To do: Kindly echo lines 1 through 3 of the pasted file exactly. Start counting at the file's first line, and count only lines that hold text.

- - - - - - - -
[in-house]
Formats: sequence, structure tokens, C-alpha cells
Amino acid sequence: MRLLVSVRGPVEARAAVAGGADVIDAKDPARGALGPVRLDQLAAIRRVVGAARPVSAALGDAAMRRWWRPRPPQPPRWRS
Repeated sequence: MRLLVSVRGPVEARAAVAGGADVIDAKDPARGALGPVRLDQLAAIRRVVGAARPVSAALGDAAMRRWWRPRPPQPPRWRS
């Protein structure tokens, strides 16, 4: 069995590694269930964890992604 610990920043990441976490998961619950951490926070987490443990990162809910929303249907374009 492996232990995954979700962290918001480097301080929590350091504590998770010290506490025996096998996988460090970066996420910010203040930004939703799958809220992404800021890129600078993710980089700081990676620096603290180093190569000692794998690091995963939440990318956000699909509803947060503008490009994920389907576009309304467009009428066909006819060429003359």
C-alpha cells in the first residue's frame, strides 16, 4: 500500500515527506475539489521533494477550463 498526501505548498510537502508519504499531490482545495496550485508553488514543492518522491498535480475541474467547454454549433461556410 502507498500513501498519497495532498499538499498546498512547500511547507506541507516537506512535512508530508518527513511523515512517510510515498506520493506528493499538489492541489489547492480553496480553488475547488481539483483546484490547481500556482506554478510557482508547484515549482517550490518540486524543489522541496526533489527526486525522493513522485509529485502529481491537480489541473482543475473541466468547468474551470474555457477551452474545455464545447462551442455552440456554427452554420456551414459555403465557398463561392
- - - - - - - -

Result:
[in-house]
Formats: sequence, structure tokens, C-alpha cells
Amino acid sequence: MRLLVSVRGPVEARAAVAGGADVIDAKDPARGALGPVRLDQLAAIRRVVGAARPVSAALGDAAMRRWWRPRPPQPPRWRS